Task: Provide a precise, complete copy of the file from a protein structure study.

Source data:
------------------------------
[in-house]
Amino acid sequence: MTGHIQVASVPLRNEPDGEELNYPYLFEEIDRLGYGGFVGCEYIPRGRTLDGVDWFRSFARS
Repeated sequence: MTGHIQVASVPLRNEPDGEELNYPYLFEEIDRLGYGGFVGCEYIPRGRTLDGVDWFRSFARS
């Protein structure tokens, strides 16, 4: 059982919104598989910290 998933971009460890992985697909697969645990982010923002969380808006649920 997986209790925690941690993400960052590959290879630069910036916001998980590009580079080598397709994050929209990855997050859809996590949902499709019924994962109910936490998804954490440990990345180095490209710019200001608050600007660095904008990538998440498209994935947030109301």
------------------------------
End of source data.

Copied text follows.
[in-house]
Amino acid sequence: MTGHIQVASVPLRNEPDGEELNYPYLFEEIDRLGYGGFVGCEYIPRGRTLDGVDWFRSFARS
Repeated sequence: MTGHIQVASVPLRNEPDGEELNYPYLFEEIDRLGYGGFVGCEYIPRGRTLDGVDWFRSFARS
């Protein structure tokens, strides 16, 4: 059982919104598989910290 998933971009460890992985697909697969645990982010923002969380808006649920 997986209790925690941690993400960052590959290879630069910036916001998980590009580079080598397709994050929209990855997050859809996590949902499709019924994962109910936490998804954490440990990345180095490209710019200001608050600007660095904008990538998440498209994935947030109301």